The American Civil Liberties Union (ACLU) issued a press release today stating that it and the New York Civil Liberties Union (NYCLU) has filed a constitutional challenge to the recently publicized surveillance program. The press release says the program “vacuums up information about every phone call placed within, from, or to the United States.”
Specifically, the lawsuit argues that:
“the program violates the First Amendment rights of free speech and association as well as the right of privacy protected by the Fourth Amendment. The complaint also charges that the dragnet program exceeds the authority that Congress provided through the Patriot Act.”
Jameel Jaffer, ACLU deputy legal director, further explains the reasoning behind the lawsuit in the press release:
“This dragnet program is surely one of the largest surveillance efforts ever launched by a democratic government against its own citizens. It is the equivalent of requiring every American to file a daily report with the government of every location they visited, every person they talked to on the phone, the time of each call, and the length of every conversation.
The program goes far beyond even the permissive limits set by the Patriot Act and represents a gross infringement of the freedom of association and the right to privacy.”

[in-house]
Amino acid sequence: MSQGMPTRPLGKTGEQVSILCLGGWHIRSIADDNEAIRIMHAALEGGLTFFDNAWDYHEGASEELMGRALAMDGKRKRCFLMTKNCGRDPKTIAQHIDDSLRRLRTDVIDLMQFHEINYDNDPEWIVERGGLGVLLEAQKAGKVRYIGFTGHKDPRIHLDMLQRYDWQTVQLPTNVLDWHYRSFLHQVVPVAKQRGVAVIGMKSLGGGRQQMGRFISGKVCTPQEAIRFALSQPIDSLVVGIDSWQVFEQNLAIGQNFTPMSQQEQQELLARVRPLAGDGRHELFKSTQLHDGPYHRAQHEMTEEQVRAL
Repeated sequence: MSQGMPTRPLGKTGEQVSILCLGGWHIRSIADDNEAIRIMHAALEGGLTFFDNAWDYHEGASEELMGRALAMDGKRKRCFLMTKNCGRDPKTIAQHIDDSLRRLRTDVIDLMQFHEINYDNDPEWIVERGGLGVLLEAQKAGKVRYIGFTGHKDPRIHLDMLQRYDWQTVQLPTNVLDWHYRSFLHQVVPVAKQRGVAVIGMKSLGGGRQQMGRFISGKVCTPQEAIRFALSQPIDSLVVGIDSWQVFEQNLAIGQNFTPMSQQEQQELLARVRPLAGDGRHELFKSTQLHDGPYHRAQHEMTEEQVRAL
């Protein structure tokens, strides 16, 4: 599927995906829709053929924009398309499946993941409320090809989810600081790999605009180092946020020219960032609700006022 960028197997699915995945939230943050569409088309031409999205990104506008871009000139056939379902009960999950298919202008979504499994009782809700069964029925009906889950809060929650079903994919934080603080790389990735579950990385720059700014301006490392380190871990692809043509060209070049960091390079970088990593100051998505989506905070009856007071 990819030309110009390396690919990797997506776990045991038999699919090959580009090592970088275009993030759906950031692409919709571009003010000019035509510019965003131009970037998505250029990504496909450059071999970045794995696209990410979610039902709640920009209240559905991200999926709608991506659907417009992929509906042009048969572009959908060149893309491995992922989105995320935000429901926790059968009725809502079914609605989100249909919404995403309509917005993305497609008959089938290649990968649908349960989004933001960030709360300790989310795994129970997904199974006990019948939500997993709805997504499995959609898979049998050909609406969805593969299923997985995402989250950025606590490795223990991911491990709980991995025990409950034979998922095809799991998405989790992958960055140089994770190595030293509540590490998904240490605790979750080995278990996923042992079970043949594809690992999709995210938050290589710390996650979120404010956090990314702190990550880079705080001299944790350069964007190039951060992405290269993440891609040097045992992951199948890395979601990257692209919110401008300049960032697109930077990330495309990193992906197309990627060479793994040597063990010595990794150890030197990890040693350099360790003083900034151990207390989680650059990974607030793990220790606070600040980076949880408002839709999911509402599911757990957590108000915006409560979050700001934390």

The Patriot Act refers to the anti-terrorism law that the Bush Admin. passed to vastly increase the powers of the federal government to collect phone information on American citizens. Apparently, things are even worse now. The ACLU is trying to doing something about it.
At this point, the lawsuit is specifically about the collection of phone data without a warrant. The ACLU is a customer of Verizon, so they are suing on behalf of themselves.
The New York Times raised and interesting point that this suit will possibly expose the entire PRISM program (including its mining of our personal internet and other data) to legal challenges of this kind. Indeed, in order to dismantle the program, others will have to step bravely forward to assert that the program is unconstitutional.